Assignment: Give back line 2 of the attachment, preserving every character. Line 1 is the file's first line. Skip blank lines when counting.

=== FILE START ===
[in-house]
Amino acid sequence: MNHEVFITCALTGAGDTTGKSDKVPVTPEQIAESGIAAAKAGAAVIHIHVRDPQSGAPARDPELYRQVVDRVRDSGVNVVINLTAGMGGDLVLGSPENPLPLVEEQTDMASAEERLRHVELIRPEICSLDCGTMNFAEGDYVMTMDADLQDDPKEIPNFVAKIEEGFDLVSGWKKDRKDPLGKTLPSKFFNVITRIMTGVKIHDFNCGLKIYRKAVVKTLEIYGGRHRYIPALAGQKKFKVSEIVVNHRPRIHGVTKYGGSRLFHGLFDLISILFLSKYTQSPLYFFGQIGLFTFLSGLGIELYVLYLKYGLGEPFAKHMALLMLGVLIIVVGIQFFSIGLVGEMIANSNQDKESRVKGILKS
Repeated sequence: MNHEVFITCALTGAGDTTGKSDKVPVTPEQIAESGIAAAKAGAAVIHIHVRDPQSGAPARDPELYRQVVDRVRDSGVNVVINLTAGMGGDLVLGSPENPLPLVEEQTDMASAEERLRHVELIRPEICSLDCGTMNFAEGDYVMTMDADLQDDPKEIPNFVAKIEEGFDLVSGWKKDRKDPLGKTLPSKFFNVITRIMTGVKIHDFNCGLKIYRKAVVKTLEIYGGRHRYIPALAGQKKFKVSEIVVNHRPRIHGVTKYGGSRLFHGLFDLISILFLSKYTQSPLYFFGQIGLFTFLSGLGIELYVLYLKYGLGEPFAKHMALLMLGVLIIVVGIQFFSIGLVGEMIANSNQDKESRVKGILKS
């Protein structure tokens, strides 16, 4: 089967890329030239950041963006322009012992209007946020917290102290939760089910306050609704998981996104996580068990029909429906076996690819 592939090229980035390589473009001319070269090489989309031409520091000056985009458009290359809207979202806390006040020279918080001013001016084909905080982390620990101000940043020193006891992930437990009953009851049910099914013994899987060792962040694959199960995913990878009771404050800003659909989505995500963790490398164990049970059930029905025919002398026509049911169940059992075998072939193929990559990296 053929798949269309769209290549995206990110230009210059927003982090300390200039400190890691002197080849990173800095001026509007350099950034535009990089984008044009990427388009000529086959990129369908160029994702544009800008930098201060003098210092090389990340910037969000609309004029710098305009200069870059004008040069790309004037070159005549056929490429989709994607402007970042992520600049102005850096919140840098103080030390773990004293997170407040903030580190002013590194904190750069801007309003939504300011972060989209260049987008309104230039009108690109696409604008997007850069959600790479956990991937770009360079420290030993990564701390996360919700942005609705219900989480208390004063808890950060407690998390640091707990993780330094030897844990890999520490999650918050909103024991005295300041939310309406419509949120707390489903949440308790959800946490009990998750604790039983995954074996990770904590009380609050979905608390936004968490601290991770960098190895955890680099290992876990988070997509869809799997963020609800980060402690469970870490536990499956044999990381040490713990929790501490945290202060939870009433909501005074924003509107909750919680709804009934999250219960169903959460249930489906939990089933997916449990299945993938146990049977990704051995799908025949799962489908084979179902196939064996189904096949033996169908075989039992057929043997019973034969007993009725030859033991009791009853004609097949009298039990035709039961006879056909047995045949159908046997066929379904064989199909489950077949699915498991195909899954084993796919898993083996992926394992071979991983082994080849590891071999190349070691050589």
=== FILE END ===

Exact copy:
Amino acid sequence: MNHEVFITCALTGAGDTTGKSDKVPVTPEQIAESGIAAAKAGAAVIHIHVRDPQSGAPARDPELYRQVVDRVRDSGVNVVINLTAGMGGDLVLGSPENPLPLVEEQTDMASAEERLRHVELIRPEICSLDCGTMNFAEGDYVMTMDADLQDDPKEIPNFVAKIEEGFDLVSGWKKDRKDPLGKTLPSKFFNVITRIMTGVKIHDFNCGLKIYRKAVVKTLEIYGGRHRYIPALAGQKKFKVSEIVVNHRPRIHGVTKYGGSRLFHGLFDLISILFLSKYTQSPLYFFGQIGLFTFLSGLGIELYVLYLKYGLGEPFAKHMALLMLGVLIIVVGIQFFSIGLVGEMIANSNQDKESRVKGILKS